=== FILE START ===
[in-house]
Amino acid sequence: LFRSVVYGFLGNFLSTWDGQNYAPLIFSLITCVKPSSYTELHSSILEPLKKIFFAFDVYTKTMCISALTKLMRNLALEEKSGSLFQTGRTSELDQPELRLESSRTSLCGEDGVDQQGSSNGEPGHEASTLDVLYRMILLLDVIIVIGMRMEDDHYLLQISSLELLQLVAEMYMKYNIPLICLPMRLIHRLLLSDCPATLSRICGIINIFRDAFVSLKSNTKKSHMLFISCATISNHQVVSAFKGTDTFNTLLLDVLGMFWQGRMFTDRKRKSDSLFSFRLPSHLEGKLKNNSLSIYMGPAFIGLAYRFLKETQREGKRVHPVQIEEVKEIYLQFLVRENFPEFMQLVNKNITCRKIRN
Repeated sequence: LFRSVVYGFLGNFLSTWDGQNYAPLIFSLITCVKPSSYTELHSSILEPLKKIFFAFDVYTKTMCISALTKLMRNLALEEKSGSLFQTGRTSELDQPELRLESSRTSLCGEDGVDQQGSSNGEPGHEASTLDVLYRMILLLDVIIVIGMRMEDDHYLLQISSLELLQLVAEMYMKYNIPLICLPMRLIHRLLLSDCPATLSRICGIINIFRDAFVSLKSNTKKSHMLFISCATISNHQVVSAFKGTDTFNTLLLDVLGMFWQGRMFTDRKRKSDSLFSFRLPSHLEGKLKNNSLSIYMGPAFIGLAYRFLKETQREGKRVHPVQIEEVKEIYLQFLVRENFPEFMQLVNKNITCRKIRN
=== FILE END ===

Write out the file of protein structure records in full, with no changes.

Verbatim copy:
[in-house]
Amino acid sequence: LFRSVVYGFLGNFLSTWDGQNYAPLIFSLITCVKPSSYTELHSSILEPLKKIFFAFDVYTKTMCISALTKLMRNLALEEKSGSLFQTGRTSELDQPELRLESSRTSLCGEDGVDQQGSSNGEPGHEASTLDVLYRMILLLDVIIVIGMRMEDDHYLLQISSLELLQLVAEMYMKYNIPLICLPMRLIHRLLLSDCPATLSRICGIINIFRDAFVSLKSNTKKSHMLFISCATISNHQVVSAFKGTDTFNTLLLDVLGMFWQGRMFTDRKRKSDSLFSFRLPSHLEGKLKNNSLSIYMGPAFIGLAYRFLKETQREGKRVHPVQIEEVKEIYLQFLVRENFPEFMQLVNKNITCRKIRN
Repeated sequence: LFRSVVYGFLGNFLSTWDGQNYAPLIFSLITCVKPSSYTELHSSILEPLKKIFFAFDVYTKTMCISALTKLMRNLALEEKSGSLFQTGRTSELDQPELRLESSRTSLCGEDGVDQQGSSNGEPGHEASTLDVLYRMILLLDVIIVIGMRMEDDHYLLQISSLELLQLVAEMYMKYNIPLICLPMRLIHRLLLSDCPATLSRICGIINIFRDAFVSLKSNTKKSHMLFISCATISNHQVVSAFKGTDTFNTLLLDVLGMFWQGRMFTDRKRKSDSLFSFRLPSHLEGKLKNNSLSIYMGPAFIGLAYRFLKETQREGKRVHPVQIEEVKEIYLQFLVRENFPEFMQLVNKNITCRKIRN